Martin D. Kamen, Whose Discovery of 14C Changed Plant Biology as Well as Archaeology

Historical Perspectives on Plant Science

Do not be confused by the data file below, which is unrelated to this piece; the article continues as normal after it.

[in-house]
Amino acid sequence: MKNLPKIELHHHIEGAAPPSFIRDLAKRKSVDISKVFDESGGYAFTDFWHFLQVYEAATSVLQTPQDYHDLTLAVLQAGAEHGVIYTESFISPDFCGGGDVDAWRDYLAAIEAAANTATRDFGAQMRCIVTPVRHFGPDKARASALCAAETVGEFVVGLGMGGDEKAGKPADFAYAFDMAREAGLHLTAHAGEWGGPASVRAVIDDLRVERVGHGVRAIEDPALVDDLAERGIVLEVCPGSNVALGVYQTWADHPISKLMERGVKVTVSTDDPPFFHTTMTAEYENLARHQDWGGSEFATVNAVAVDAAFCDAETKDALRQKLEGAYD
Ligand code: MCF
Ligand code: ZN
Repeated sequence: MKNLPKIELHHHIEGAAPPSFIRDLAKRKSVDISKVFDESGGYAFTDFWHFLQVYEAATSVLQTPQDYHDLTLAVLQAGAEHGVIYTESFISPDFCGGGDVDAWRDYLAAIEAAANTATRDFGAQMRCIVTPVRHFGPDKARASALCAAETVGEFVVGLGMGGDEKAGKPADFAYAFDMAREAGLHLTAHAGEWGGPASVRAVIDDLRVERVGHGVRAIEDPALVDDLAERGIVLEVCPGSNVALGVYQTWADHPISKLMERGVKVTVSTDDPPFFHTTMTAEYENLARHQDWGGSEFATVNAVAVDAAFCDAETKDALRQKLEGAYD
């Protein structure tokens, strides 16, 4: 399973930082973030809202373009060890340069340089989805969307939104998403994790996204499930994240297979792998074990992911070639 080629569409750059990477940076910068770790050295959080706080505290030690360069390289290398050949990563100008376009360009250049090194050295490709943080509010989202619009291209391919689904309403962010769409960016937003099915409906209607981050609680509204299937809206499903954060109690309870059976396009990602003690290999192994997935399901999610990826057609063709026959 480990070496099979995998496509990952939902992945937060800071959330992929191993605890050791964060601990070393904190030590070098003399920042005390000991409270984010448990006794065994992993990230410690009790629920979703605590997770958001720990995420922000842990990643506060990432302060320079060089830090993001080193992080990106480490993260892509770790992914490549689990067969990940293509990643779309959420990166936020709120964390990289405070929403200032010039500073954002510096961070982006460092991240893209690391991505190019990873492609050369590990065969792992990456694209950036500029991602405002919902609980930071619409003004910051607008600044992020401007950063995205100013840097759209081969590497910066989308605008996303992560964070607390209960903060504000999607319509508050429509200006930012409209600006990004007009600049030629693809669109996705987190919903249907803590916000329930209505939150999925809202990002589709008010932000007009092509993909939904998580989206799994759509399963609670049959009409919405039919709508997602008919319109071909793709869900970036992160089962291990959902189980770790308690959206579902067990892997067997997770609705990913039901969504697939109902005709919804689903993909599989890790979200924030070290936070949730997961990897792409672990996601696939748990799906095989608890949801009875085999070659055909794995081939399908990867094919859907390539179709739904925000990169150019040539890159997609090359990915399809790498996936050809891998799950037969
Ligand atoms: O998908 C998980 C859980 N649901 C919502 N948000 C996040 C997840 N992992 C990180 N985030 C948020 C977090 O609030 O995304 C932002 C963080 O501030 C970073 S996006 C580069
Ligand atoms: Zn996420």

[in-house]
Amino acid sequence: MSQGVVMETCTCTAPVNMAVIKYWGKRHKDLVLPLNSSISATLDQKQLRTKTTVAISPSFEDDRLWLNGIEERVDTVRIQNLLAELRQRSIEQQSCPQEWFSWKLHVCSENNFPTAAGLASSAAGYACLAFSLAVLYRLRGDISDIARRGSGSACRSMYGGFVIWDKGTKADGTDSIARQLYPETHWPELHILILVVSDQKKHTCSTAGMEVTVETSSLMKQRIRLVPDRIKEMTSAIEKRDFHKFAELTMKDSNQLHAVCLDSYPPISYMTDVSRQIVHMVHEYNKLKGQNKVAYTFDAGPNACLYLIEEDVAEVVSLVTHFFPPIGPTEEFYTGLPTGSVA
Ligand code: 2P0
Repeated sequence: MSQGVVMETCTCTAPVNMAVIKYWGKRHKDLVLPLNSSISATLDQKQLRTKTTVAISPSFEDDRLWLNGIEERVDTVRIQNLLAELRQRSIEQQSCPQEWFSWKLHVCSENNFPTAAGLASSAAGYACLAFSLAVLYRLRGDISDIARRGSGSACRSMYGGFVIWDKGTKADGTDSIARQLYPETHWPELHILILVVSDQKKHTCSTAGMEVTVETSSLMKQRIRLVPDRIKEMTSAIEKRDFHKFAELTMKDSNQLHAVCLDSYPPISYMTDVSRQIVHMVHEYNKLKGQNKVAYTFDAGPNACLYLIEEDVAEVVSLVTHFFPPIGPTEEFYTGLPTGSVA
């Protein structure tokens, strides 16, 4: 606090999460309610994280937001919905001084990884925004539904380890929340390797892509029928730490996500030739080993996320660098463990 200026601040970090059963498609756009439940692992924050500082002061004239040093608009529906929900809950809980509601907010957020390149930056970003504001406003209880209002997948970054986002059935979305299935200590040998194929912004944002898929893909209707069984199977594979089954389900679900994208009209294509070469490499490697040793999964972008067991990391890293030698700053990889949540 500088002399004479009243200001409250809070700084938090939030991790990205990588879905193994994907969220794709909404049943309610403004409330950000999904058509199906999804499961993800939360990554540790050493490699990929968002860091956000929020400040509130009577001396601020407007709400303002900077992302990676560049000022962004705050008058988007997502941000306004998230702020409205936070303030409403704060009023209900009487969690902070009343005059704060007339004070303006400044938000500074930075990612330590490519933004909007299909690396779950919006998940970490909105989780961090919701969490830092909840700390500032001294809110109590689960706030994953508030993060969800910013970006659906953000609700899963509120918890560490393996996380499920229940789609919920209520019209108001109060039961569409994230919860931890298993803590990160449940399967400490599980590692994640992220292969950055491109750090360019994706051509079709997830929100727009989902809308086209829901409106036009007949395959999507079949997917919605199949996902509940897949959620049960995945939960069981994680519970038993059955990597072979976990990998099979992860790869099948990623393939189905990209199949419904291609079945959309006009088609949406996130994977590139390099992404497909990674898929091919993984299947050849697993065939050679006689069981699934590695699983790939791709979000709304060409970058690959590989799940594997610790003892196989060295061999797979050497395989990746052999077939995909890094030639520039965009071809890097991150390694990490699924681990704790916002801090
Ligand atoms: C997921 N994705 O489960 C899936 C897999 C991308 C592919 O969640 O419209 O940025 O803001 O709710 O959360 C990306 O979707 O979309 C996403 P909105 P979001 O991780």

On August 27, 2018, Martin Kamen would have been 105 years old; we celebrate his life and work here. Many of us remember him fondly as a brilliant, engaging, friendly, cheerful person, one with a wide range of talents, and one who always had a spark of originality. His talents as a musician (top viola player and child prodigy in music), a writer (par excellence), and a topmost scientist are known to many of us. We think he should have received the Nobel Prize for his discovery of long-lived carbon-14, first described in 1940 (Ruben and Kamen, 1940). Use of 14C has led not only to the discovery of the path of carbon fixation in photosynthesis (the Calvin–Benson cycle, 1961 Nobel Prize to Melvin Calvin; see Benson, 2002), but also to a revolution in archaeology in dating materials of ancient times (1960 Nobel Prize to Willard Libby), including the Shroud of Turin. See Figure 1 for a portrait of Martin Kamen.

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